After your 1000th trip to Home Depot (or Lowes or Menards or whatever), in addition to all the other trips you’ve made for items that shouldn’t count as shopping (toilet seats, for example), you’ve had it. Your friends won’t be able to bribe you to check out the latest sale at Bloomingdales. You’ll think it will be better when you can pick out “fun” things like paint, wall paper, drapes, fabric, furniture – but don’t bet on it. At this point, the pressure to make your home look like something other than an empty rat maze will counteract any joy in shopping. Spending this much money has never been such a miserable experience. As a result, when your home becomes half-way presentable, you’ll refuse to shop again – even for groceries – for at least six months. The money you save during this shopping hiatus will be sufficient for you to resume this previously pleasurable past time once more without guilt.

4. Impress your friends with obscure facts.

Only someone that has built or remodeled their home can explain the fluid dynamics of a proper toilet water swirl. Or cite the International Building Code that calls for no more than 6′ between electrical outlets. Or brag that triple glazed windows are really the wave of the future for light emitting device technology. See what I mean?

5. Pride yourself on your new creative skills.

You’ll discover a creative side that you never knew existed. Like how to wash dishes in the bath tub. And how to make a full course meal for a family of four using nothing more than a toaster and hot plate. Or how to fit an entire family in a house smaller than your first apartment. They say that necessity is the mother of invention. That’s probably true, but I also think that the only thing that separates modern and pioneer life is just one kitchen or bath remodeling project.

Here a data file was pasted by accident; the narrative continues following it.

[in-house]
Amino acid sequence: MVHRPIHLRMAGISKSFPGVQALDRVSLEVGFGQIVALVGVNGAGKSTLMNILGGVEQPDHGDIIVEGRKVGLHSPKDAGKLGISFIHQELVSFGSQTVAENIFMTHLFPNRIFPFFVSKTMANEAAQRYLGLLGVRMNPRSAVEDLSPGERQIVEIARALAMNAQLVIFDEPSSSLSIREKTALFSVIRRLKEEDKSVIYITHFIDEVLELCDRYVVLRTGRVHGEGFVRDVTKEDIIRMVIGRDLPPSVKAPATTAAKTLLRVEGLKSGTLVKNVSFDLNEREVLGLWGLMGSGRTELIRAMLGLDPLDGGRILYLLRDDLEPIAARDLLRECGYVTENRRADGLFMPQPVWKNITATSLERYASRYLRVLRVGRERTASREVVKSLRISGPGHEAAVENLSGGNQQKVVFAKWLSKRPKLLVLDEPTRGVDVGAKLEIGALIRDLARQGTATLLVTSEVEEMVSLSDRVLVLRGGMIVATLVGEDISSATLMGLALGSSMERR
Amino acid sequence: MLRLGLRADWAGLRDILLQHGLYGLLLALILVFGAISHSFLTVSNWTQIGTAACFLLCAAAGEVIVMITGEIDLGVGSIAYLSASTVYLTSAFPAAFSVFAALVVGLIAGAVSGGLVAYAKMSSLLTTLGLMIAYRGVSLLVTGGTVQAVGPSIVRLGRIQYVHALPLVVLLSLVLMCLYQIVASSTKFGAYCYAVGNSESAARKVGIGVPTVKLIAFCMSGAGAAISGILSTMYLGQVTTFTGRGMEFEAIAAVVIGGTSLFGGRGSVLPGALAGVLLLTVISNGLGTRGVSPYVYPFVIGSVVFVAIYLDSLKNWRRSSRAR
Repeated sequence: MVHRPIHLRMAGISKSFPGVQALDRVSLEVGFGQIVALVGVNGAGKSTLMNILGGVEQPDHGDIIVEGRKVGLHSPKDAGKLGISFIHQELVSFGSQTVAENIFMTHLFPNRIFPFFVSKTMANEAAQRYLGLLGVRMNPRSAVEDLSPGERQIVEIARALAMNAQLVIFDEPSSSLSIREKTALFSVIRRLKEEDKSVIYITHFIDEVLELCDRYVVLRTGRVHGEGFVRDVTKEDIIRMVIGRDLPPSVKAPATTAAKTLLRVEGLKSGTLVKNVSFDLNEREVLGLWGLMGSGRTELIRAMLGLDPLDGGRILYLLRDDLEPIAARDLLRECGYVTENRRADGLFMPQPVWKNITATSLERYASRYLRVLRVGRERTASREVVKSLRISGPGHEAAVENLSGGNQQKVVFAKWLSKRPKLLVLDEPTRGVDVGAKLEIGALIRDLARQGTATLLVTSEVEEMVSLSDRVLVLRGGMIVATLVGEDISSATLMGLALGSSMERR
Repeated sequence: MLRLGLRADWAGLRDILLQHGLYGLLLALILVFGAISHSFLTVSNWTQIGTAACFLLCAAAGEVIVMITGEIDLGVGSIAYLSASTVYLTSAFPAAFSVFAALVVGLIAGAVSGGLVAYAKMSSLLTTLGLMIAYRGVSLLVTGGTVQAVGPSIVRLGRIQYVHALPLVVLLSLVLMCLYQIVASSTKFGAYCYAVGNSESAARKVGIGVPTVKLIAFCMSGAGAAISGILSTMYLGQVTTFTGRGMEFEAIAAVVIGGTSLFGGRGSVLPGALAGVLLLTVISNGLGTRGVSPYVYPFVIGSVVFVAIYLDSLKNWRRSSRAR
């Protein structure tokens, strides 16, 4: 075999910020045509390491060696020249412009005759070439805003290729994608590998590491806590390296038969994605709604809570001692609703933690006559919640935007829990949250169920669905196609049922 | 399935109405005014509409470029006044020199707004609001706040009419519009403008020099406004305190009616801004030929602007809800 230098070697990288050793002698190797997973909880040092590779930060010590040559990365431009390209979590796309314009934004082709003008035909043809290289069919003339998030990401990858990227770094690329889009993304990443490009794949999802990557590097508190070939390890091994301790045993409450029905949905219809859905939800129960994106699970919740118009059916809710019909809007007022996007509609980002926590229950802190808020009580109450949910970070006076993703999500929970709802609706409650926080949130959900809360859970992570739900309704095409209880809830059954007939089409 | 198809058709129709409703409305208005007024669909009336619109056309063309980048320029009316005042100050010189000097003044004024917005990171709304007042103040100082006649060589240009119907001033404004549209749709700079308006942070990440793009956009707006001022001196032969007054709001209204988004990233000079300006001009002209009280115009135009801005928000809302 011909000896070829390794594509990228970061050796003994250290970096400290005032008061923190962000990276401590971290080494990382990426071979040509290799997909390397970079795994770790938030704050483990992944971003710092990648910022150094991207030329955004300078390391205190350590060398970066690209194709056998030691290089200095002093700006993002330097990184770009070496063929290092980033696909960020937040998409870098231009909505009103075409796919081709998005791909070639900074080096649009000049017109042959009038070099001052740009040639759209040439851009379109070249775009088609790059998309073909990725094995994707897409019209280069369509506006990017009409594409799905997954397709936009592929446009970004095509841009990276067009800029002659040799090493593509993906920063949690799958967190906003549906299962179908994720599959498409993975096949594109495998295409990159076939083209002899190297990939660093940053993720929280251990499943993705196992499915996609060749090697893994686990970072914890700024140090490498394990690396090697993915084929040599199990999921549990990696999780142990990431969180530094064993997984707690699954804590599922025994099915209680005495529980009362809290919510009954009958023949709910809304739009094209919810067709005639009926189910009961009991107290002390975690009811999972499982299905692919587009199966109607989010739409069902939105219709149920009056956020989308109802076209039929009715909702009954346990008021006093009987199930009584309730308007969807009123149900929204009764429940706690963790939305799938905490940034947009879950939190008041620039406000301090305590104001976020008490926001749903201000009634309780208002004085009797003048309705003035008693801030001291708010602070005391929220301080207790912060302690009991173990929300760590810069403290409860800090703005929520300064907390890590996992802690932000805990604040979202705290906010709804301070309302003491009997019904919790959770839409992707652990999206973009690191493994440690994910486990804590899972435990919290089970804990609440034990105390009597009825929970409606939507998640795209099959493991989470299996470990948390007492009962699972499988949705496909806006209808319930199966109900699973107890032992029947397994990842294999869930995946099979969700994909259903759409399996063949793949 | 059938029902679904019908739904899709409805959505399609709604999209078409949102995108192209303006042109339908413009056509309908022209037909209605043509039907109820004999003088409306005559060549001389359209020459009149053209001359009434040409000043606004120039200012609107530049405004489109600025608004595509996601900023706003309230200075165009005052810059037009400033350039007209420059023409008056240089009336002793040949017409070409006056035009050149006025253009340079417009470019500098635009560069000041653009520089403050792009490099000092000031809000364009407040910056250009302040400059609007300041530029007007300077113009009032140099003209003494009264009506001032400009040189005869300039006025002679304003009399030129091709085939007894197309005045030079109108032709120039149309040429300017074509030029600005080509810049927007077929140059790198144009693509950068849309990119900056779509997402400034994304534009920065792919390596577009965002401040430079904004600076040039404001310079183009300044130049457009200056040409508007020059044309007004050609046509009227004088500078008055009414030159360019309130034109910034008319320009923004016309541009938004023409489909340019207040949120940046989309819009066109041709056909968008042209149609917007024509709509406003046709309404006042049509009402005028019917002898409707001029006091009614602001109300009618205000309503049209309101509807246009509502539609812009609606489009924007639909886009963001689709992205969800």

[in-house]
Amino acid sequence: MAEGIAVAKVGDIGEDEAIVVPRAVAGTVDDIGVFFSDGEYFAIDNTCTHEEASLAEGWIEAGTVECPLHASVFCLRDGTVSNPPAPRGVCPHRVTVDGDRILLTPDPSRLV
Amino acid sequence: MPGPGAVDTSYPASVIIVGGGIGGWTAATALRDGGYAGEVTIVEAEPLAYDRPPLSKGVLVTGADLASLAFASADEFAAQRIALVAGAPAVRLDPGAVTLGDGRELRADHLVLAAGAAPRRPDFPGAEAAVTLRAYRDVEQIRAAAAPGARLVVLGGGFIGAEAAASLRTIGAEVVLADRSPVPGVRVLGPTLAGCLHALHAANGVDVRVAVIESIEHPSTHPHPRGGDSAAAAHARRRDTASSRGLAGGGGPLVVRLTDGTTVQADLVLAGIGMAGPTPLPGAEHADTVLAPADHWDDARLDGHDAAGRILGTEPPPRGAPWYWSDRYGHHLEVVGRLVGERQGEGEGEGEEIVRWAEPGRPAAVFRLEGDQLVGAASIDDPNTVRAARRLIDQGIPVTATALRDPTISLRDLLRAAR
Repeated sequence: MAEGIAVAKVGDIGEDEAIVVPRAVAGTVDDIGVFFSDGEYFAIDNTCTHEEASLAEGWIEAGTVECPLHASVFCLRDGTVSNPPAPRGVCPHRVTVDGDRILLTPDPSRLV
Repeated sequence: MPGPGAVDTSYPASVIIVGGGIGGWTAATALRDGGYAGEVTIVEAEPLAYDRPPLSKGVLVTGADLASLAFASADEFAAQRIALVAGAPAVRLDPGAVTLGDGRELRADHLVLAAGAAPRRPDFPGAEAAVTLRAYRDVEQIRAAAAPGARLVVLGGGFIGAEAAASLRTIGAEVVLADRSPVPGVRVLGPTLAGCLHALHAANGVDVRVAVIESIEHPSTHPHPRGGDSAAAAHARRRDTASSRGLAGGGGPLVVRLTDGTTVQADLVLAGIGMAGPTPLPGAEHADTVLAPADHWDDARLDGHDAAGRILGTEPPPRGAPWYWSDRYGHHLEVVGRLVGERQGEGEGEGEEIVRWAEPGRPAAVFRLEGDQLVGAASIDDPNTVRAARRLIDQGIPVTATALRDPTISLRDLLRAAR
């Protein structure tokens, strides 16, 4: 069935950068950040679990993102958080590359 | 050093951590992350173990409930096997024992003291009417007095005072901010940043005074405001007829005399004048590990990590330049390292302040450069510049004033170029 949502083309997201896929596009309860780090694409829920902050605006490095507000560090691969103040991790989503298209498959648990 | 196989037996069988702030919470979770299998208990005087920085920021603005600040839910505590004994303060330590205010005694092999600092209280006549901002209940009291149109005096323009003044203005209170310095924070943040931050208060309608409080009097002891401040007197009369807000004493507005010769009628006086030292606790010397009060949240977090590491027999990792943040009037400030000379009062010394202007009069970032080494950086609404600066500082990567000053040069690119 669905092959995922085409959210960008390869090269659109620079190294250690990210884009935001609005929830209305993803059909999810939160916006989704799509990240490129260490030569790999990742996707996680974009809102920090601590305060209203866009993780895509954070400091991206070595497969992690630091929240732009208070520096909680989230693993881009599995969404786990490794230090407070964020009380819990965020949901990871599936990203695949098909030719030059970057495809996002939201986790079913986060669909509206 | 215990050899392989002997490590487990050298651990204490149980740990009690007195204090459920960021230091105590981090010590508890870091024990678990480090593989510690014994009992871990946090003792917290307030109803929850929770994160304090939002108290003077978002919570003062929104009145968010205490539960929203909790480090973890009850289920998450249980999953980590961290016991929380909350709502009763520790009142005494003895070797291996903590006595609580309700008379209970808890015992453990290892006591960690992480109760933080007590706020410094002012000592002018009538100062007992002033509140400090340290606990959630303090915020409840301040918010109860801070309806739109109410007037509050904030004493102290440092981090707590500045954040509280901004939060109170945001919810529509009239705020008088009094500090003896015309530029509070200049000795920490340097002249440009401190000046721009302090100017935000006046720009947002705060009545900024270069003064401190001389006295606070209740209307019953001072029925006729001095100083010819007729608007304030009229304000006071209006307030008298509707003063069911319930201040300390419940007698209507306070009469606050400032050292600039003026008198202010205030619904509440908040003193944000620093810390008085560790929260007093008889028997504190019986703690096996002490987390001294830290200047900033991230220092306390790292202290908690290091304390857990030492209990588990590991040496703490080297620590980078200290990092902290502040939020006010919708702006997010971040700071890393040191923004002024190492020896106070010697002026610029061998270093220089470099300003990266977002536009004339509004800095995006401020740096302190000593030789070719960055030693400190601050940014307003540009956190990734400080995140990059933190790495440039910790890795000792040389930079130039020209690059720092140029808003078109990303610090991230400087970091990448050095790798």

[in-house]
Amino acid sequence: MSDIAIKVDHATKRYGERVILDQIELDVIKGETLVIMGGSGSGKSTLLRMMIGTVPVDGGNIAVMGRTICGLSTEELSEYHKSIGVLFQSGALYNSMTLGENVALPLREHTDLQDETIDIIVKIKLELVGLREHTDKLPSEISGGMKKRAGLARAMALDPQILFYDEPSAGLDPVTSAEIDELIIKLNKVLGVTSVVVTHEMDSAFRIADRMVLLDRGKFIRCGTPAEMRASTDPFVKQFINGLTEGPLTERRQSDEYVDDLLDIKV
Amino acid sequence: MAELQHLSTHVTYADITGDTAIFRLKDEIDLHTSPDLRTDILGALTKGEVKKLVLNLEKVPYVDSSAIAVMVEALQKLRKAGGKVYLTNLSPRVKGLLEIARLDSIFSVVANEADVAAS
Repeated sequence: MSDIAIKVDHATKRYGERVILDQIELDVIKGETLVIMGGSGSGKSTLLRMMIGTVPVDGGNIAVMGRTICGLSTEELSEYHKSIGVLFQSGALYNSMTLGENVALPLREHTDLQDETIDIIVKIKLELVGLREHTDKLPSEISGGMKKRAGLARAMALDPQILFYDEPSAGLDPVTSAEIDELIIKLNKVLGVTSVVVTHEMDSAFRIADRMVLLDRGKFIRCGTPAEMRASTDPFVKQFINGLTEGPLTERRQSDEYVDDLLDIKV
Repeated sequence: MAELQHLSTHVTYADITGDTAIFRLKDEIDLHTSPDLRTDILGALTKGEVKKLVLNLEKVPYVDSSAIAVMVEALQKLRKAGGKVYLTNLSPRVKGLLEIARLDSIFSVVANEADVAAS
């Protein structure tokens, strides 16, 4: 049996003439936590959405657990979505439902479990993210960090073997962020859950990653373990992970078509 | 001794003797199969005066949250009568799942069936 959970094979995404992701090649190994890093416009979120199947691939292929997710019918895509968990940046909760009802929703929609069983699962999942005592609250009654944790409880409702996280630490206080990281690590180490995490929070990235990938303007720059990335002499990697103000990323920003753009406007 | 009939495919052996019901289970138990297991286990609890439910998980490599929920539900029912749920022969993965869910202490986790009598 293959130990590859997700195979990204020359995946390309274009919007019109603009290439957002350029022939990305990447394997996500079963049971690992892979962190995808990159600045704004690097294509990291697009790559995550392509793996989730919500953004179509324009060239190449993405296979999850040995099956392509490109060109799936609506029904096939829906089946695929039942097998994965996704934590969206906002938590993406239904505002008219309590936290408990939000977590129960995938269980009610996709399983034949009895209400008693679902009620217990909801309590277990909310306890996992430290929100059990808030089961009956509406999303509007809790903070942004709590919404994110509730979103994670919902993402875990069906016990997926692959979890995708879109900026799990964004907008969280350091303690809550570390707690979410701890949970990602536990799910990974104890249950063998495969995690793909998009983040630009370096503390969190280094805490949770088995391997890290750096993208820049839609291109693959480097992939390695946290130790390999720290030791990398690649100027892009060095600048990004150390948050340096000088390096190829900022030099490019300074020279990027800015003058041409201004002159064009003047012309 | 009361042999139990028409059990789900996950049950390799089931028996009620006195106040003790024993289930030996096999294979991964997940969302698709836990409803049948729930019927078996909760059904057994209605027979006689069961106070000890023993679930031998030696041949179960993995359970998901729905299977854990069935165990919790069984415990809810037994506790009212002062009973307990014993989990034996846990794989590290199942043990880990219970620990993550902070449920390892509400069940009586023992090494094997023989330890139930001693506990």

6. Yell at someone other than your kids – and not feel guilty.

Honestly, as a modern woman trying to juggle the running of our homes, possibly a job, and the future Olympic soccer aspirations of our children, you have the primal need to yell. At someone. Anyone. Often our spouse and children suffer from this need of ours to release pent up negative energy generated from nothing more than some miniature human leaving smelly gym shoes on the kitchen table. (Ok, that probably deserves a bit of yelling – we eat at this table!) But when you remodel your house, you have a whole cast of characters – and believe me, they’re characters – that often deserve a good scream from time to time. Like when they tell you that they tore out the fireplace because they didn’t think it looked right. Or when they show you a mistake made three weeks ago that now requires half the house to be torn down in order to fix. Yelling isn’t immature or a result of too much estrogen, it’s therapy.

7. Throw out (finally) your significant other’s treasured [fill in the blank] from his bachelor days.

You know what I mean. It could be the semi-nude poster he won’t get rid of. Or his collection of exotic beer cans. Or all of his Sports Illustrated magazines since the Chicago Bears last won the Superbowl. Now is the perfect time to get rid of it. If you need to move out of your house while the remodeling is done, or you are moving to a new home, such an opportune time may never occur again. Say it won’t fit in the rental house. It’s either this or his golf clubs. Gently remind him that the sentimental item really serves as a reminder of his advancing years. Anything. Get rid of it. It will be one positive you can remind yourself of when the stress of remodeling makes you feel that this project was the biggest mistake of your life.